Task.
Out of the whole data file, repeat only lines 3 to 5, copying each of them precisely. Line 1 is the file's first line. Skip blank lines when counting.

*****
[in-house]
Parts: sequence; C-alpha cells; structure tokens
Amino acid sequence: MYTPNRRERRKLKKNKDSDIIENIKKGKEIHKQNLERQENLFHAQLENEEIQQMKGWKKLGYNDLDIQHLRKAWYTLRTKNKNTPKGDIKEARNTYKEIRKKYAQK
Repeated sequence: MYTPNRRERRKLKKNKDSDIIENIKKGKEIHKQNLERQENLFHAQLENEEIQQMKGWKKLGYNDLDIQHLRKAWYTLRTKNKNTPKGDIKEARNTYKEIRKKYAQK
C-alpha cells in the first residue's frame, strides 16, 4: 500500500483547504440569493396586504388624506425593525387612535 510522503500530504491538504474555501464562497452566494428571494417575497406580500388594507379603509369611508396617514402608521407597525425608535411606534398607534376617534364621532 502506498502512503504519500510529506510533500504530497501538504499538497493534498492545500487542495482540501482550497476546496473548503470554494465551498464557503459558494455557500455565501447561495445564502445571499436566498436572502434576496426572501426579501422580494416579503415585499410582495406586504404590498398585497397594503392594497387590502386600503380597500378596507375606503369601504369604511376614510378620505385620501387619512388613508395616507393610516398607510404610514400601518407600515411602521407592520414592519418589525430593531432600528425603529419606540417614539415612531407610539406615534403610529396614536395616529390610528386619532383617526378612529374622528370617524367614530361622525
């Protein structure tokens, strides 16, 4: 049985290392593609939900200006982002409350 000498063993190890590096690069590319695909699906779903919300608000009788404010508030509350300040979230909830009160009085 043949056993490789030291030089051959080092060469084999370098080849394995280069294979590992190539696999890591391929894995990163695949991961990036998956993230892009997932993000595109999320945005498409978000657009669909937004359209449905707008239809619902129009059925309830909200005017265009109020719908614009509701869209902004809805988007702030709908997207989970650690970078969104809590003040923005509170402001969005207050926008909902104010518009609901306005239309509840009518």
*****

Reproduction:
Amino acid sequence: MYTPNRRERRKLKKNKDSDIIENIKKGKEIHKQNLERQENLFHAQLENEEIQQMKGWKKLGYNDLDIQHLRKAWYTLRTKNKNTPKGDIKEARNTYKEIRKKYAQK
Repeated sequence: MYTPNRRERRKLKKNKDSDIIENIKKGKEIHKQNLERQENLFHAQLENEEIQQMKGWKKLGYNDLDIQHLRKAWYTLRTKNKNTPKGDIKEARNTYKEIRKKYAQK
C-alpha cells in the first residue's frame, strides 16, 4: 500500500483547504440569493396586504388624506425593525387612535 510522503500530504491538504474555501464562497452566494428571494417575497406580500388594507379603509369611508396617514402608521407597525425608535411606534398607534376617534364621532 502506498502512503504519500510529506510533500504530497501538504499538497493534498492545500487542495482540501482550497476546496473548503470554494465551498464557503459558494455557500455565501447561495445564502445571499436566498436572502434576496426572501426579501422580494416579503415585499410582495406586504404590498398585497397594503392594497387590502386600503380597500378596507375606503369601504369604511376614510378620505385620501387619512388613508395616507393610516398607510404610514400601518407600515411602521407592520414592519418589525430593531432600528425603529419606540417614539415612531407610539406615534403610529396614536395616529390610528386619532383617526378612529374622528370617524367614530361622525